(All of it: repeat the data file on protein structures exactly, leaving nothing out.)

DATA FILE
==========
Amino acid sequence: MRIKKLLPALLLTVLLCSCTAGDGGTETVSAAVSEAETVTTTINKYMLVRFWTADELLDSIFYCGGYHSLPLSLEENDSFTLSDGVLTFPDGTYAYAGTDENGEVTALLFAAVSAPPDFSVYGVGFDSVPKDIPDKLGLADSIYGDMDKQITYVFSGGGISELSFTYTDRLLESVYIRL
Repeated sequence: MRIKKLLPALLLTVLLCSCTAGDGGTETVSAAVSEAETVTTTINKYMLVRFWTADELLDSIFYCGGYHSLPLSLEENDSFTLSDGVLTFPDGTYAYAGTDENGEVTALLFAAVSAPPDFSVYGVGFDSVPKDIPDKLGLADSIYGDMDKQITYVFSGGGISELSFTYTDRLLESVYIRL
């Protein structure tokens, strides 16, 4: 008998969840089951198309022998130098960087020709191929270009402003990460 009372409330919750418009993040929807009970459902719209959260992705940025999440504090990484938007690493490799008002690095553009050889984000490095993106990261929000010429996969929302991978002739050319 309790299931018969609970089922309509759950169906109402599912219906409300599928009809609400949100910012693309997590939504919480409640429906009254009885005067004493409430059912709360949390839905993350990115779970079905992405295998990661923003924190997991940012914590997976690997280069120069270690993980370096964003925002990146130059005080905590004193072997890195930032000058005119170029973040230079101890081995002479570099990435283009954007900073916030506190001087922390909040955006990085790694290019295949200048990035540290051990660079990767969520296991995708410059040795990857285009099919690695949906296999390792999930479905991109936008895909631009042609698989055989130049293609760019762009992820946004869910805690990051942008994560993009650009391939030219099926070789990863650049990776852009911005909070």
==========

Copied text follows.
Amino acid sequence: MRIKKLLPALLLTVLLCSCTAGDGGTETVSAAVSEAETVTTTINKYMLVRFWTADELLDSIFYCGGYHSLPLSLEENDSFTLSDGVLTFPDGTYAYAGTDENGEVTALLFAAVSAPPDFSVYGVGFDSVPKDIPDKLGLADSIYGDMDKQITYVFSGGGISELSFTYTDRLLESVYIRL
Repeated sequence: MRIKKLLPALLLTVLLCSCTAGDGGTETVSAAVSEAETVTTTINKYMLVRFWTADELLDSIFYCGGYHSLPLSLEENDSFTLSDGVLTFPDGTYAYAGTDENGEVTALLFAAVSAPPDFSVYGVGFDSVPKDIPDKLGLADSIYGDMDKQITYVFSGGGISELSFTYTDRLLESVYIRL
């Protein structure tokens, strides 16, 4: 008998969840089951198309022998130098960087020709191929270009402003990460 009372409330919750418009993040929807009970459902719209959260992705940025999440504090990484938007690493490799008002690095553009050889984000490095993106990261929000010429996969929302991978002739050319 309790299931018969609970089922309509759950169906109402599912219906409300599928009809609400949100910012693309997590939504919480409640429906009254009885005067004493409430059912709360949390839905993350990115779970079905992405295998990661923003924190997991940012914590997976690997280069120069270690993980370096964003925002990146130059005080905590004193072997890195930032000058005119170029973040230079101890081995002479570099990435283009954007900073916030506190001087922390909040955006990085790694290019295949200048990035540290051990660079990767969520296991995708410059040795990857285009099919690695949906296999390792999930479905991109936008895909631009042609698989055989130049293609760019762009992820946004869910805690990051942008994560993009650009391939030219099926070789990863650049990776852009911005909070």